River Canal Rescue reports the number of rescues it undertook in 2020 yet again reached a new high.
In the period from 1 Jan to 31 December, engineers attended 231 incidents (186 major and 45 minor), 55 per cent more than the 149 (105 major and 44 minor) in 2019.
Major is defined as submerged, partially sunken or grounded craft, plus salvage work; minor as situations which on attendance, can be resolved without the need for a full rescue team.
Storms Brendan, Ciara, Dennis and Jorge, plus lockdown restrictions, were the main reasons for the unprecedented rise.
Vessels across the UK were either battered by bad weather at the start of 2020 or suffered water ingress, due to a lack of maintenance, as people struggled to get to their boats.
Another contributing factor was the river Avon sluice gate failure in September when RCR recovered and stabilised 50 boats in under three days.
In contrast, the number of general call-outs, such as electrical, fuel and engine issues, flat batteries, over-heating and gearbox failures, fell by 17 per cent, from 3450 in 2019 to 2850. The decrease due to fewer people cruising the waterways.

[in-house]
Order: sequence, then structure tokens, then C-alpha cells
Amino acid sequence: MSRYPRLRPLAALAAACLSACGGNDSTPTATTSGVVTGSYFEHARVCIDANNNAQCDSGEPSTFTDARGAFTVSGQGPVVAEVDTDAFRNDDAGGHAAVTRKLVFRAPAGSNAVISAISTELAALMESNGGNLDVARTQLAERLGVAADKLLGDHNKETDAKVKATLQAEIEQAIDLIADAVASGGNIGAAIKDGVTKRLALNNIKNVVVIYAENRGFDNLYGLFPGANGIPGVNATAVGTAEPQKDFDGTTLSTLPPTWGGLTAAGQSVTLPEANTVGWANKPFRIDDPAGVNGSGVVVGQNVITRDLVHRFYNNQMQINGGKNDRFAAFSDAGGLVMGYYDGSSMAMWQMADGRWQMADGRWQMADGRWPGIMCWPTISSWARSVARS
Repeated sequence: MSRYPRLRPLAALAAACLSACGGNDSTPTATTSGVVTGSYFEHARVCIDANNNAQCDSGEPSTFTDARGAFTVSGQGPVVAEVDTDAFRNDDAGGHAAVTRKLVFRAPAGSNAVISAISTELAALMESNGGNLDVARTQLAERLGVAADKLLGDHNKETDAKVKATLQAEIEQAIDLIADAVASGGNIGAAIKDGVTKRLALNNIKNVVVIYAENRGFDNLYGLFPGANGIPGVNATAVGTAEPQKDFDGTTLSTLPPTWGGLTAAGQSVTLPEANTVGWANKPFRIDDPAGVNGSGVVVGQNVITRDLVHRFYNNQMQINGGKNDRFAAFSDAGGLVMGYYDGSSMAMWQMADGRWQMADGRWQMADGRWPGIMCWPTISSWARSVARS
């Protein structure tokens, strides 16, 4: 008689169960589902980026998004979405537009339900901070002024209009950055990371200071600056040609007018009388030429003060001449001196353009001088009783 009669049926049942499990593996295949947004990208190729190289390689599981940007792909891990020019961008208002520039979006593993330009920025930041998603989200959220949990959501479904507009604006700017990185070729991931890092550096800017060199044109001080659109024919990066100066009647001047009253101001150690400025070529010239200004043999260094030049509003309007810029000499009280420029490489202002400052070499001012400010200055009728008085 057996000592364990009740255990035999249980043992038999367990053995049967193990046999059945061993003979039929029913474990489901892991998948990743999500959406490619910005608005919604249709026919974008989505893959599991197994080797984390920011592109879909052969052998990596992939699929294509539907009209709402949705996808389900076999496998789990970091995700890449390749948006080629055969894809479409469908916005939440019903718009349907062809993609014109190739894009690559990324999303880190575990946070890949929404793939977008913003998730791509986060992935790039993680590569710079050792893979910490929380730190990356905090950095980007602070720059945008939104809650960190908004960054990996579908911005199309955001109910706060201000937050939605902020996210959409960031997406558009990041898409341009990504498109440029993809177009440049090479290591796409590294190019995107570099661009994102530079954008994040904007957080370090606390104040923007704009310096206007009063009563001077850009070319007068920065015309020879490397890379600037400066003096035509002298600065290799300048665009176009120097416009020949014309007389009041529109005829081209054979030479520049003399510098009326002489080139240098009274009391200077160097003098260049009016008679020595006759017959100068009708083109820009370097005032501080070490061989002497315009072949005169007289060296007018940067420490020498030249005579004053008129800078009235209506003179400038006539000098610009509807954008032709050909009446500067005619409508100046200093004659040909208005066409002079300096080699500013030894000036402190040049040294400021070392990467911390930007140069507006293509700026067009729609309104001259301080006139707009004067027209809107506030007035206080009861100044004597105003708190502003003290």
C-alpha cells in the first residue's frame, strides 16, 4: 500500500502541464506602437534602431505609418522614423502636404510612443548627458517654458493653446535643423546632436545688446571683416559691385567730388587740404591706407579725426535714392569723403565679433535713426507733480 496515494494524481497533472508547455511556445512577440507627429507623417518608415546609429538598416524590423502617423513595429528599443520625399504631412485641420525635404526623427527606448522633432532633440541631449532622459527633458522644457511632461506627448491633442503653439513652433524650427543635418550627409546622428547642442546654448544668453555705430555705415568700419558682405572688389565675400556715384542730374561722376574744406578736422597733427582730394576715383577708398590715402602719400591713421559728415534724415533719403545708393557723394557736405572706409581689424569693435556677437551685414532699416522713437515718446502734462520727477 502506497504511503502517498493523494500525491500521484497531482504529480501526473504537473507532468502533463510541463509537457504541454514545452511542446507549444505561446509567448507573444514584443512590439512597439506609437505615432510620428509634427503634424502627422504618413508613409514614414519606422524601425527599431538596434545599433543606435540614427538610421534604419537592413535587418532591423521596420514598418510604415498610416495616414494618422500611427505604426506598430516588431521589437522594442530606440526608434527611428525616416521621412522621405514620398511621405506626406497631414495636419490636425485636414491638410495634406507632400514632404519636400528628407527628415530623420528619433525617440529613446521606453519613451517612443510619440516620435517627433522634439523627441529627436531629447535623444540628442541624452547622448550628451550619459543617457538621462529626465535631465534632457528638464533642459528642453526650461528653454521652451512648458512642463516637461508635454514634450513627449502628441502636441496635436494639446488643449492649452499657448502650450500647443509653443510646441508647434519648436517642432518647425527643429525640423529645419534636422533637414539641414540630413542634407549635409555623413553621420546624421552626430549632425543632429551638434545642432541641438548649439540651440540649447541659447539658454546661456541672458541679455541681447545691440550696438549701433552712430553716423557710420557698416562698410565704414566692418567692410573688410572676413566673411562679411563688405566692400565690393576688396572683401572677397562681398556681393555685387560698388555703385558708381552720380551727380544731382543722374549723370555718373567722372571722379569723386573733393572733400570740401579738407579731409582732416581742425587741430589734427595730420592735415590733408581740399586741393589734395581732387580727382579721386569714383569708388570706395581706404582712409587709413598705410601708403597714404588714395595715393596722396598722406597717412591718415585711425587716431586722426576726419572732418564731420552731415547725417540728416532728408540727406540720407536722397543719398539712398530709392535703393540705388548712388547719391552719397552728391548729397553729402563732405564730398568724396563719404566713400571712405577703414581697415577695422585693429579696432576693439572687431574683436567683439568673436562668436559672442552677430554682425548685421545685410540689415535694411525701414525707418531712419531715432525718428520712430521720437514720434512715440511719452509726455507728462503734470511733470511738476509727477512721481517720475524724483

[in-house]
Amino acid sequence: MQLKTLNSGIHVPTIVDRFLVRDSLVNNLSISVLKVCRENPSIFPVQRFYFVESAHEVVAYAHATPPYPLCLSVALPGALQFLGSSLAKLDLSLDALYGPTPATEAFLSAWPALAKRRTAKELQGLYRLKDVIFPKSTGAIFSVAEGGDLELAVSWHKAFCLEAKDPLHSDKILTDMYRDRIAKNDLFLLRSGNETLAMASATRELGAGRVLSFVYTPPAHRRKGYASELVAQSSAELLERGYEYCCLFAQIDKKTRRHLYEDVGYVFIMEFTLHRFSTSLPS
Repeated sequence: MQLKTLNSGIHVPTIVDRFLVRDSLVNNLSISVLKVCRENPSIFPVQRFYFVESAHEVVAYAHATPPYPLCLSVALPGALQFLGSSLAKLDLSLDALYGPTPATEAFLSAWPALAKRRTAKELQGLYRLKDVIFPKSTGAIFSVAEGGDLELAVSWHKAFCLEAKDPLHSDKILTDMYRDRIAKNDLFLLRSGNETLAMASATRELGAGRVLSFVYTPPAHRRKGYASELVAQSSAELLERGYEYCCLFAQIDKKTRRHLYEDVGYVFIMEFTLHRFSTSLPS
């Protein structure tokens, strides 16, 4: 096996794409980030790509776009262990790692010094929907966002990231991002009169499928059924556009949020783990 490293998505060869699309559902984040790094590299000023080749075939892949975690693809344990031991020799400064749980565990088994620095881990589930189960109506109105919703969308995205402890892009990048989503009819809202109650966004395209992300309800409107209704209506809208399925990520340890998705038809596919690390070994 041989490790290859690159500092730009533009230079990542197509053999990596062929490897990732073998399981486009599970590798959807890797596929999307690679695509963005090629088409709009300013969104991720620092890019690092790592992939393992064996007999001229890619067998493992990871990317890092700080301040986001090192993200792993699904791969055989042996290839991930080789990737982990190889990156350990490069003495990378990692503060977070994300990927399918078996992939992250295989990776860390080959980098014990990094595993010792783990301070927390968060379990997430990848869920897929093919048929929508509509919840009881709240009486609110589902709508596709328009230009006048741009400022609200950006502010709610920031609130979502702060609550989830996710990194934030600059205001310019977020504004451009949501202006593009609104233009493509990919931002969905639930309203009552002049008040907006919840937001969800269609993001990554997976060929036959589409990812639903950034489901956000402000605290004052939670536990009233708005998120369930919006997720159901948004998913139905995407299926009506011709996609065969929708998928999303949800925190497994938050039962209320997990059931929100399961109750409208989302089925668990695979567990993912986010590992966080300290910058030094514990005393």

Managing director, Stephanie Horton, comments: “Given the current situation, I’m not surprised by these figures; the storms were relentless – in two months we carried out 52 major rescues – and many people were unable to check their boats last year. Once water starts seeping into a boat, it can quickly turn into a perilous situation.”
The Government and other bodies now recognise the risk posed by restricting access to vessels, and state that checking on a boat’s safety is an acceptable reason to travel.
Owners who fail to visit or maintain their boats during lockdown may have future insurance claims rejected if they cannot evidence they attempted to ensure the boat’s safety (even if it means paying a third-party or arranging for a marina to do so).Enjoy more Towpath Talk reading in the monthly paper. Click here to subscribe.
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